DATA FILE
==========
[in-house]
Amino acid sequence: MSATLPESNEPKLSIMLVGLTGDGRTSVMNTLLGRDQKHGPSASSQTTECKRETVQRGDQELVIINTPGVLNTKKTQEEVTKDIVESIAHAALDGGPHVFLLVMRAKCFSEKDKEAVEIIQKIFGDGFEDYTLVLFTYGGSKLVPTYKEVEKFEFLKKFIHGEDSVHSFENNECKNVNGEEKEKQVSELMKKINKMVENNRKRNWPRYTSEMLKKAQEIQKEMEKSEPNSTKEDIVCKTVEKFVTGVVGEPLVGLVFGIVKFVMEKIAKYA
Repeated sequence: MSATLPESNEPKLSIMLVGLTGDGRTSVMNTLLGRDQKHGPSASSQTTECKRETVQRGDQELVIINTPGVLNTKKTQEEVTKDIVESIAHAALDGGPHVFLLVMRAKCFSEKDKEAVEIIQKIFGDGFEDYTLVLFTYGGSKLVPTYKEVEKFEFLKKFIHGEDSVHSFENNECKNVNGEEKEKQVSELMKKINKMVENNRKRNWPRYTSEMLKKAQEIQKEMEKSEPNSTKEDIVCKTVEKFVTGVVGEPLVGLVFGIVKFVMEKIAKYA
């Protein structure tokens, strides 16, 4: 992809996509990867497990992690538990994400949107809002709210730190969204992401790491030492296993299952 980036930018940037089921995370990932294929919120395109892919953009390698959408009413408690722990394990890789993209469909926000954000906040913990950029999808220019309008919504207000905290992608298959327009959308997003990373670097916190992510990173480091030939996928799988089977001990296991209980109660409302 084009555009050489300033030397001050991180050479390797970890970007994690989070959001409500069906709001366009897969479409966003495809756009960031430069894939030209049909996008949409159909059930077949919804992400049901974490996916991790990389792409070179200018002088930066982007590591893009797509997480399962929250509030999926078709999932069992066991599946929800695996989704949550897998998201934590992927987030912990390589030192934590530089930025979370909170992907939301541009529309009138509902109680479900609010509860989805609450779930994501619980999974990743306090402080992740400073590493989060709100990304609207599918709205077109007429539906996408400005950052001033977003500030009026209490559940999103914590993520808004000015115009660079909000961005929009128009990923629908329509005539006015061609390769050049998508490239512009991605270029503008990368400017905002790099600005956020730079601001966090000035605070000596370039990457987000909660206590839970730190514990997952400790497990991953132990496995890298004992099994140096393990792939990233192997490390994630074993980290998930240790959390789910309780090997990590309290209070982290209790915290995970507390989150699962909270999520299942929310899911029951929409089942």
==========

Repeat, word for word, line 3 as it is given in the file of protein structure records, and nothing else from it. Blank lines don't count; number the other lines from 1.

Repeated sequence: MSATLPESNEPKLSIMLVGLTGDGRTSVMNTLLGRDQKHGPSASSQTTECKRETVQRGDQELVIINTPGVLNTKKTQEEVTKDIVESIAHAALDGGPHVFLLVMRAKCFSEKDKEAVEIIQKIFGDGFEDYTLVLFTYGGSKLVPTYKEVEKFEFLKKFIHGEDSVHSFENNECKNVNGEEKEKQVSELMKKINKMVENNRKRNWPRYTSEMLKKAQEIQKEMEKSEPNSTKEDIVCKTVEKFVTGVVGEPLVGLVFGIVKFVMEKIAKYA